Time for a Clean Break

No more bad faith pseudo-negotiations by Brussels.  No more dithering and bad-skilled pseudo-negotiations by Theresa May.

The UK asked the European Union to delay its departure from the bloc until June 30, an extension that if approved would give Prime Minister Theresa May just weeks to break an impasse in Parliament over her withdrawal deal.

It’s not just an internal impasse between the PM and Parliament. It’s also and more importantly an impasse between Great Britain and Brussels.

Cut the cord.  The other 27 nations of the EU, or at least that one of them with sense and integrity, should reject the request for more time.  It’s time that only will be wasted by both sides, each for its own reasons.

Update: The EU, lacking even that single nation of the 27, has voted to grant Great Britain’s request for more time before leaving. In fact, the EU offered a couple of options for more time.

  • Option 1: If the UK parliament votes for the withdrawal agreement next week, it can delay exiting until May 22 to ratify the text.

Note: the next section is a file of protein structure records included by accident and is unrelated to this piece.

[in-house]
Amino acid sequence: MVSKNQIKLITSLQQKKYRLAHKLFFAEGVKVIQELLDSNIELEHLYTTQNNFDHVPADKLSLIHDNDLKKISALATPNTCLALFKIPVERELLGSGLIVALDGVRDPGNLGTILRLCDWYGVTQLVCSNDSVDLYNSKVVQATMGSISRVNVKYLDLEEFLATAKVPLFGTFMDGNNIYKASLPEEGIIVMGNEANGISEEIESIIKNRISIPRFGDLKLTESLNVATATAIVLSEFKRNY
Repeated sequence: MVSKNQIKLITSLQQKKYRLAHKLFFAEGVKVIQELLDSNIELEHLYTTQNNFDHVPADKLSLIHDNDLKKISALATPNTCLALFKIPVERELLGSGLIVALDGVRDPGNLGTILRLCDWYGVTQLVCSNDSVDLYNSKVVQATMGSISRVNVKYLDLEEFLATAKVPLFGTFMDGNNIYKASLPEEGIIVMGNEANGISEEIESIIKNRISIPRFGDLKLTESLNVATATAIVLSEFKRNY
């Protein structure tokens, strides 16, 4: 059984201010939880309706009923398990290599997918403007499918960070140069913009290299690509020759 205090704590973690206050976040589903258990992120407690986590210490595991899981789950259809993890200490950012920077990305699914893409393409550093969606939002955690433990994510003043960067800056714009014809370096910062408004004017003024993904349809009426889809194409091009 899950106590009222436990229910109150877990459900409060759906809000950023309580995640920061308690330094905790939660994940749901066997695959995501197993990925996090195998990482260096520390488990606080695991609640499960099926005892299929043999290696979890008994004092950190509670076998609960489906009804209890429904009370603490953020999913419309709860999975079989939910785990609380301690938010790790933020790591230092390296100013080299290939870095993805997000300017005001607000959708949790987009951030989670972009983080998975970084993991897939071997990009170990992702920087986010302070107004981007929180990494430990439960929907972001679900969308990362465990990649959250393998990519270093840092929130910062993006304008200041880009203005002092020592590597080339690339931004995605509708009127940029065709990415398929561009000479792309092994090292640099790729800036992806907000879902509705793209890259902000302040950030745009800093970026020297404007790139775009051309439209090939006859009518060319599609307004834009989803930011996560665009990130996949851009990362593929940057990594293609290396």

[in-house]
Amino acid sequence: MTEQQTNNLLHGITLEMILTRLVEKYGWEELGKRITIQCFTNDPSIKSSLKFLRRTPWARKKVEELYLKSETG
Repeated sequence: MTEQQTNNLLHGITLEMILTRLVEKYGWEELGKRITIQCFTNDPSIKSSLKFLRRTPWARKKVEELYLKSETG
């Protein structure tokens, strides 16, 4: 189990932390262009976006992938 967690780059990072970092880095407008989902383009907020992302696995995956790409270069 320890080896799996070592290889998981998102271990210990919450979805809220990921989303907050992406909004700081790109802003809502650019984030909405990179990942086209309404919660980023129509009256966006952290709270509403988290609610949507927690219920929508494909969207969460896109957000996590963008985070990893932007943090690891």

• Option 2: If it does not approve the deal, the EU will offer a shorter extension until April 12.
  • If it rejects the deal and takes the shorter extension, it can then decide whether to seek a much longer delay and vote in the European elections or leave on April 12 without a deal.

The withdrawal agreement the Parliament is expected to vote on is the same one it’s rejected twice before.  The EU isn’t serious about that thing being accepted on the third try.

This is a sham offer, designed only to drag things out; Brussels is continuing to deal in bad faith. The continent has, perhaps, one or both of two motives for this disingenuousity.  It’s still looking to make an example of Great Britain as a warning to other member nations that might be thinking of leaving.  It’s looking to dismember Great Britain by taking Northern Ireland out of the nation with its demand of an open, unguarded border between Great Britain and the Republic of Ireland.

If the Brits have any sense at all left (an increasing question), they’ll reject the deal and go out from the EU on schedule, on 29 March, and with no deal at all.  No amount of time is going to get them a better deal, incessant delay will only give the Remainers on both side of the Channel time to find a way to keep Great Britain trapped in the EU cage.

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